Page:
Posts tagged with "double curtain wall":

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RPBW’s active double skin facade kick starts a “new generation” of campus design at Columbia University

Columbia University’s expansion has been selected by LEED for their Neighborhood Design pilot program, which calls for the integration of smart growth principles and urbanism at a neighborhood scale.

Renzo Piano Building Workshop (RPBW) is designing four buildings to be built over the upcoming years as a first phase of Columbia University’s Manhattanville campus expansion. The first of these four projects to break ground is the Jerome L. Greene Science Center, a research facility used by scientists working on mind, brain, and behavior research. The facility is ten stories wrapped in nearly 176,000 square feet of building envelope, consisting of transparent floor-to-ceiling glazing. “Columbia’s existing buildings are sited massively on the ground, and the campus— for many reasons—is gated. However, the new Manhattanville campus will express the values of this century: tolerance, openness, permeability, and transparency. It’s a new generation of campus design,” said Antoine Chaaya, the RPBW partner in charge of the Columbia project.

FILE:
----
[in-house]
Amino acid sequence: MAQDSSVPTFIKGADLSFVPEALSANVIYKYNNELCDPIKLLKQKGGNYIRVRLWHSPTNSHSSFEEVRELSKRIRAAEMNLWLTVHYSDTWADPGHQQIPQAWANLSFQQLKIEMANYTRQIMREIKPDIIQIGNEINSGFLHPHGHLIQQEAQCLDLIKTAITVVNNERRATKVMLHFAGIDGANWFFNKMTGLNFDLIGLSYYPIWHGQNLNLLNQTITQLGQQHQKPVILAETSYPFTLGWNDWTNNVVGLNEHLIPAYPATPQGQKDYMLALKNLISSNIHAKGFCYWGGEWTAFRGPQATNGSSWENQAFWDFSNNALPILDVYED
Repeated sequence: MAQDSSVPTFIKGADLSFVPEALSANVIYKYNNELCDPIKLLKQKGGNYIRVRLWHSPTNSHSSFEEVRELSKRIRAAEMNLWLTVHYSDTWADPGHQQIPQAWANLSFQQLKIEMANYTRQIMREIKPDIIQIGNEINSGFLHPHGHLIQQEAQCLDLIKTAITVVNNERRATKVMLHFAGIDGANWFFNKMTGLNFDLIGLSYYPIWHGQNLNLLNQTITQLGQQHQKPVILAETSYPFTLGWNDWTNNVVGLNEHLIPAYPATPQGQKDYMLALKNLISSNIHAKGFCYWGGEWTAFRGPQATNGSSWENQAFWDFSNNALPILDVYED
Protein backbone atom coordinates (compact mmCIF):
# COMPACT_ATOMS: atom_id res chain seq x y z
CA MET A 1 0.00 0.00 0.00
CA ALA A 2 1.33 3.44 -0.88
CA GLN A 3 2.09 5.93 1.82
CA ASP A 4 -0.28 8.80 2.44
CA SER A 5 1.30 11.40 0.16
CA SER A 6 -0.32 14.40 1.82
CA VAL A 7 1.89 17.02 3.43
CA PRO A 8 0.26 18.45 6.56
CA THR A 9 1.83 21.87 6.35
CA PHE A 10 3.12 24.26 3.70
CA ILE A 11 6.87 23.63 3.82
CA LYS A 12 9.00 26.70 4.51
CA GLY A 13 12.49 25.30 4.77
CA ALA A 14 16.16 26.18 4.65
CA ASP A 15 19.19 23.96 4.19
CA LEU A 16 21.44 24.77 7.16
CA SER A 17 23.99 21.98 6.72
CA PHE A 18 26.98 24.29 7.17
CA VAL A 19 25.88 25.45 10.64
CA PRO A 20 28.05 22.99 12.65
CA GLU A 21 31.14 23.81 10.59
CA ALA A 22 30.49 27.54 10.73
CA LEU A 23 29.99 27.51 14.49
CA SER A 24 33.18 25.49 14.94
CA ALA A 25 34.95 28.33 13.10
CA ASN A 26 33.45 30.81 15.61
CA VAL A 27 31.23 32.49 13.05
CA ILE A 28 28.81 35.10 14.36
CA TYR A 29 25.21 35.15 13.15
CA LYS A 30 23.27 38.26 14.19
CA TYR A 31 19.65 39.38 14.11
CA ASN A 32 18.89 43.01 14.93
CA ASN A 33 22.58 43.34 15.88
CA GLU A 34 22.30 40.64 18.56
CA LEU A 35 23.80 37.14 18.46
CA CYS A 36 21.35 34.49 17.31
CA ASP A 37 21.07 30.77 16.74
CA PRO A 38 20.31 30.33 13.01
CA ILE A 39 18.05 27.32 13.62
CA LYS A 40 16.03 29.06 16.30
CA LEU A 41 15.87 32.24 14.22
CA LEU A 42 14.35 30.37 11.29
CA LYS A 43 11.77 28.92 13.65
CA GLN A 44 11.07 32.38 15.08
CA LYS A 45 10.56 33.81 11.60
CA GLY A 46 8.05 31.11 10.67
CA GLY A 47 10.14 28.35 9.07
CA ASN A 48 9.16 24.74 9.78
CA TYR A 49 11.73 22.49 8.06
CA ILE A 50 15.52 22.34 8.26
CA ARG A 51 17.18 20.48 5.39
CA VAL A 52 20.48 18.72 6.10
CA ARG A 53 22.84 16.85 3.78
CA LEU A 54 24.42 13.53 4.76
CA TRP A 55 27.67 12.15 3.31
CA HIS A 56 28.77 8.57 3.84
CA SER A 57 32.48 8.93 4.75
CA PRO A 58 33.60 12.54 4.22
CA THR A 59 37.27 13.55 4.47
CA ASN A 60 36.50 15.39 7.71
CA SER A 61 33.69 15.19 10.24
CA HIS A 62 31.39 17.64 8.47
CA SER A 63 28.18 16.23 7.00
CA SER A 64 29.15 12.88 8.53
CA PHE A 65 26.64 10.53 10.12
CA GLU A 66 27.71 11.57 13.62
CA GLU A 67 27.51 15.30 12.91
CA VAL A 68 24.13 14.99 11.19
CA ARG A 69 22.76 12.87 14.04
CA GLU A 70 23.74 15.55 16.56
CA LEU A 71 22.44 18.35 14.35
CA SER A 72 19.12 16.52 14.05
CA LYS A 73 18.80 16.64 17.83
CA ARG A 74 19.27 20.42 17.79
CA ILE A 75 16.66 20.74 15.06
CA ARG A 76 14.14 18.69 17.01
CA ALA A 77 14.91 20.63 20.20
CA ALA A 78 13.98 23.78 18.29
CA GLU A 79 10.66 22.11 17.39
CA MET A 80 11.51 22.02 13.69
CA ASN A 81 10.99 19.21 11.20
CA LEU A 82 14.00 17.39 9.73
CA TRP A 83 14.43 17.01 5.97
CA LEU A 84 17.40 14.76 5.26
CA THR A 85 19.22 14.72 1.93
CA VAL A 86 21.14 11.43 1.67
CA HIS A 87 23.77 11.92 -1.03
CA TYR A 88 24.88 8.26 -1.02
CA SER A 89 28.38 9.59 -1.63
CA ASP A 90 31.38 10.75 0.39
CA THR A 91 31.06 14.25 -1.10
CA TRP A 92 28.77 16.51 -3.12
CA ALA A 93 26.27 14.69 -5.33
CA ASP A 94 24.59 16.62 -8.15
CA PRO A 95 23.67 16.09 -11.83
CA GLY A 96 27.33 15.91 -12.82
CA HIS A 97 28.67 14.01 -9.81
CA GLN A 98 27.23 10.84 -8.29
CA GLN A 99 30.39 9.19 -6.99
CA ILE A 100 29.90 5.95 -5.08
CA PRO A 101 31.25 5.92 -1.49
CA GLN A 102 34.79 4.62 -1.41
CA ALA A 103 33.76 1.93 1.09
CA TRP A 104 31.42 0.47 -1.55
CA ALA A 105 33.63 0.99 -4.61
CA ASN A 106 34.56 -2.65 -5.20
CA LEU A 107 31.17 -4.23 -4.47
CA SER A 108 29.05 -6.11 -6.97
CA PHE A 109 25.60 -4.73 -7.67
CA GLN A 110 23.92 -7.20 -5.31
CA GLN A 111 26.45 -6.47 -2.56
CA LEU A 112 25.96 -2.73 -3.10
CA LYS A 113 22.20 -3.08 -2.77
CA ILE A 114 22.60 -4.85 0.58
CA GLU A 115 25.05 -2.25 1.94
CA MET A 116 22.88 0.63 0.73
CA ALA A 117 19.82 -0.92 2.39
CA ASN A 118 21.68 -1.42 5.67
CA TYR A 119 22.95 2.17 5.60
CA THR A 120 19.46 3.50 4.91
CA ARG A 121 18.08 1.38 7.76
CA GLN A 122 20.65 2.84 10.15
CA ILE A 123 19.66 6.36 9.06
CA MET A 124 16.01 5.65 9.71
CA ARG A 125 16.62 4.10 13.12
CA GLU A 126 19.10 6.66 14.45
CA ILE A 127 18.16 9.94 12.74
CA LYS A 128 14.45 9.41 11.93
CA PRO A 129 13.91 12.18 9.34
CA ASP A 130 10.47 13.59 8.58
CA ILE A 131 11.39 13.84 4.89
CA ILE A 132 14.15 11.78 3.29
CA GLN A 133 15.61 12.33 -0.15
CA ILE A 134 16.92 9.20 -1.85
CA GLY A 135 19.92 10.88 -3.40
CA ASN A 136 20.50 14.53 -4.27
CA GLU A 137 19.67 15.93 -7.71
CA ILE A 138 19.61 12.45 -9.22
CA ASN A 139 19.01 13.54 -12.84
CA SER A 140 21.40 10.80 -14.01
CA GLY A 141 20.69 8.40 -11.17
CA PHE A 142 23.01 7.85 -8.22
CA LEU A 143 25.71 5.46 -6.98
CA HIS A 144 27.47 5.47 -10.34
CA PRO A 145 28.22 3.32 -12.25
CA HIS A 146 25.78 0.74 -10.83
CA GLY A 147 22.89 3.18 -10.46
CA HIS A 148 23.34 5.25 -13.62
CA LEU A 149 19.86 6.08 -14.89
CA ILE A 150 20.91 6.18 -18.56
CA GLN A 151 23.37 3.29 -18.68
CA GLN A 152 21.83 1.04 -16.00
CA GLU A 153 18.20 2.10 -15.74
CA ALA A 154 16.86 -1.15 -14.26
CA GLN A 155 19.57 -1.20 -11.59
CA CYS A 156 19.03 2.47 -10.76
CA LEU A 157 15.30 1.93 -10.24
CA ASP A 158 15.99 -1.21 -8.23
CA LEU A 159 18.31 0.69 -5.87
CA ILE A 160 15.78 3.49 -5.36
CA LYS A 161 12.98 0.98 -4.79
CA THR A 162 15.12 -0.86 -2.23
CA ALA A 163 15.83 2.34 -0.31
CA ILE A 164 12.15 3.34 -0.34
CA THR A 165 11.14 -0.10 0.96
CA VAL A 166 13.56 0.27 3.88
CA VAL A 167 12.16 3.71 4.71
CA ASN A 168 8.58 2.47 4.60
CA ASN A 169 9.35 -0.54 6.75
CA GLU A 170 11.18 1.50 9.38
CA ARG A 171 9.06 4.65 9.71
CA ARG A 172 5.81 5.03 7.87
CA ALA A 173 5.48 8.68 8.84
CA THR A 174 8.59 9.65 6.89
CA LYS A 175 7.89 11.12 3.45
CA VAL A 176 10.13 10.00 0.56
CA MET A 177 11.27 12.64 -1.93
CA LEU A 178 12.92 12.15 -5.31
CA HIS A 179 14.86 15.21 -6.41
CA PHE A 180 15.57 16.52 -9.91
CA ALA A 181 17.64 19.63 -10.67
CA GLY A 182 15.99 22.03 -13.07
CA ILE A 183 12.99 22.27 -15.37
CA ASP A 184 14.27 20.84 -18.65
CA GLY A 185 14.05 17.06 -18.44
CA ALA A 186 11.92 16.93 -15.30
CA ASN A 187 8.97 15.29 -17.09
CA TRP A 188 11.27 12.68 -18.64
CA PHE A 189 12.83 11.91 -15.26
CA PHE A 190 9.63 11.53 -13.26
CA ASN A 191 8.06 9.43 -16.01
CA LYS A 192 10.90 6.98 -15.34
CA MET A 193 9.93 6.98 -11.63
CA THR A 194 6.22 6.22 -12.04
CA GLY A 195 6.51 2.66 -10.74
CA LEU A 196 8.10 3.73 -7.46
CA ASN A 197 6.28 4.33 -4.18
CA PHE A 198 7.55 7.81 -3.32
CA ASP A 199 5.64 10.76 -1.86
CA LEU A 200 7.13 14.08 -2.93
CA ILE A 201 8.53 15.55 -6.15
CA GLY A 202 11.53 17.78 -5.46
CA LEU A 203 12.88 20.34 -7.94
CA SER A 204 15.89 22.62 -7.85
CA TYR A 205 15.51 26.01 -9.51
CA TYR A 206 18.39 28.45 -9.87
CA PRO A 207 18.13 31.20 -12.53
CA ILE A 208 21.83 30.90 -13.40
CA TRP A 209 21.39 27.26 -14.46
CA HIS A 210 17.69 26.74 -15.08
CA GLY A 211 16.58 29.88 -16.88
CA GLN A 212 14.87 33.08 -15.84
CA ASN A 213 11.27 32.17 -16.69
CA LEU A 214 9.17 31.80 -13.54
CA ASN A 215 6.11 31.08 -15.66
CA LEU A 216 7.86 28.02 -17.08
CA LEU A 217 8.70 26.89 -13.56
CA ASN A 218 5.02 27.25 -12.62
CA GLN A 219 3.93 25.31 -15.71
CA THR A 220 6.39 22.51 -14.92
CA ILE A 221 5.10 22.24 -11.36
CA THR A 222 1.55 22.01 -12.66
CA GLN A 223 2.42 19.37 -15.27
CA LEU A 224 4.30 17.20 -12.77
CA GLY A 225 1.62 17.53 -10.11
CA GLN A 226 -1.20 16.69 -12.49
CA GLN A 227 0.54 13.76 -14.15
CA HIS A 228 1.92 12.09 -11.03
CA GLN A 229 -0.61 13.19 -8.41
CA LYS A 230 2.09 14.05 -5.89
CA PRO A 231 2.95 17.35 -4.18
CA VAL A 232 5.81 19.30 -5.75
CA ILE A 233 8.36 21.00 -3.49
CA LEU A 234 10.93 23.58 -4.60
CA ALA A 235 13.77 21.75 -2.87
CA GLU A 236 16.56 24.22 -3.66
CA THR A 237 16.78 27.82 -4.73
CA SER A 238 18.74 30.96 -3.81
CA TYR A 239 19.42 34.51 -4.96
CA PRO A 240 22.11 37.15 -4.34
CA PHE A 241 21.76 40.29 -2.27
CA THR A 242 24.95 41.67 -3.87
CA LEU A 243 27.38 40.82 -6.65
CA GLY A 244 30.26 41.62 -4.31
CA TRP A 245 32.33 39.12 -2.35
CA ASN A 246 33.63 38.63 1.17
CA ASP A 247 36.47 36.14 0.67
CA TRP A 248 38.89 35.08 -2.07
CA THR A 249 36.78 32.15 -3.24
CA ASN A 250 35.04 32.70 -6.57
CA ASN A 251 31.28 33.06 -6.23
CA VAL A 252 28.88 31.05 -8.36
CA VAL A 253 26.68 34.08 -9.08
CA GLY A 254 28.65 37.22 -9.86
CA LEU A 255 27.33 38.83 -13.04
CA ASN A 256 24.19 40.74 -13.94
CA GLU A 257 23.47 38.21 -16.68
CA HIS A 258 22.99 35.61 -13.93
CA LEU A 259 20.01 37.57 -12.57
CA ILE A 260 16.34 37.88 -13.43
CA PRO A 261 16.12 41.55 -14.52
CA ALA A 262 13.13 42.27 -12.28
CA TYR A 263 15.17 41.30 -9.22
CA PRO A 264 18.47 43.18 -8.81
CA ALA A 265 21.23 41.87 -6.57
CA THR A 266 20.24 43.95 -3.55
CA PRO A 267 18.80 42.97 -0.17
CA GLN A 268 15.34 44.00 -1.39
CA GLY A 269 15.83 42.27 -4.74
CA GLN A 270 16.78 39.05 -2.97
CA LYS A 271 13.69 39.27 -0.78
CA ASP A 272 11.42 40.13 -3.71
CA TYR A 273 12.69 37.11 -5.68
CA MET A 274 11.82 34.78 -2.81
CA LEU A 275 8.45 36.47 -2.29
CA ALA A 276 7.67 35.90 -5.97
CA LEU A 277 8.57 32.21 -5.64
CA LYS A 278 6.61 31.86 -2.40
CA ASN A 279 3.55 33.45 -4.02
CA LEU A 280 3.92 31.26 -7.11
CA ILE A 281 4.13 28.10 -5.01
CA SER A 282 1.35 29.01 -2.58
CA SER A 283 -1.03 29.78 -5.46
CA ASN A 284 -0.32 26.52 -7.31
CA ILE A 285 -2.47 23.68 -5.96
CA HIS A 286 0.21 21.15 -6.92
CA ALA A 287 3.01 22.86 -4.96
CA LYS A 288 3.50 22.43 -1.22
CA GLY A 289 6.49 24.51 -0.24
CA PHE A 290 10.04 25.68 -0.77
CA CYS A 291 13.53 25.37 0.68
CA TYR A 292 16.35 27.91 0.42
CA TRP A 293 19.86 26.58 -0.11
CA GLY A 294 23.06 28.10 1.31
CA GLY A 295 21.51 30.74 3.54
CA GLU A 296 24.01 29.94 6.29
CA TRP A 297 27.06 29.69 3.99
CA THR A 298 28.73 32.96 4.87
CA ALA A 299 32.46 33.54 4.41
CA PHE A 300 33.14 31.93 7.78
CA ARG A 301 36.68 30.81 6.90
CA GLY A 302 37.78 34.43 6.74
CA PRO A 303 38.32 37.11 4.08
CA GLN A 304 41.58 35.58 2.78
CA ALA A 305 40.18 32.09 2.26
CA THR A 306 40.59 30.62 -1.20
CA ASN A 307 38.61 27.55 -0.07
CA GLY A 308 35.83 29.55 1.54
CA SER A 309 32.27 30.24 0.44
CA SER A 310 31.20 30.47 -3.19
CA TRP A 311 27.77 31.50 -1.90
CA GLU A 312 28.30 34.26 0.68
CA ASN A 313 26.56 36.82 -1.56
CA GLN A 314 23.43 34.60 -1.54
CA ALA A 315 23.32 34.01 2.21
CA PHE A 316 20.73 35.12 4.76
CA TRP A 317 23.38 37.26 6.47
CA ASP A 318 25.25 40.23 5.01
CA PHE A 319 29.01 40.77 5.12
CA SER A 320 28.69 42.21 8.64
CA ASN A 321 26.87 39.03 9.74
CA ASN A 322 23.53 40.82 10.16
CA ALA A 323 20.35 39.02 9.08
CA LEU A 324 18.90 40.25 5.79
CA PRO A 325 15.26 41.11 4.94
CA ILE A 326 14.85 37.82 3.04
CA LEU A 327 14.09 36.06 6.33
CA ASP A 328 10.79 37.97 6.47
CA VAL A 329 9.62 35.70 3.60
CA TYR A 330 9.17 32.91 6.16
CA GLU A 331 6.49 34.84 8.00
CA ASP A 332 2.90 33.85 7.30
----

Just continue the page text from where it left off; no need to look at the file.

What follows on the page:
• Facade Manufacturer Enclos
  • Architects Renzo Piano Building Workshop; Davis Brody Bond, LLP (Architect of Record)
  • Facade Installer Enclos; Lend Lease (construction manager)
  • Facade Consultants Israel Berger & Associates, A Vidaris Company, NY; WSP Cantor Seinuk, NY (Structural Engineer); Jaros Baum & Bolles (MEP Engineer)
  • Location New York, NY
  • Date of Completion Late 2016 (projected)
  • System structural facades, double skin walls, metal and glass canopies
  • Products laminated and insulated low iron glass wall assemblies by Interpane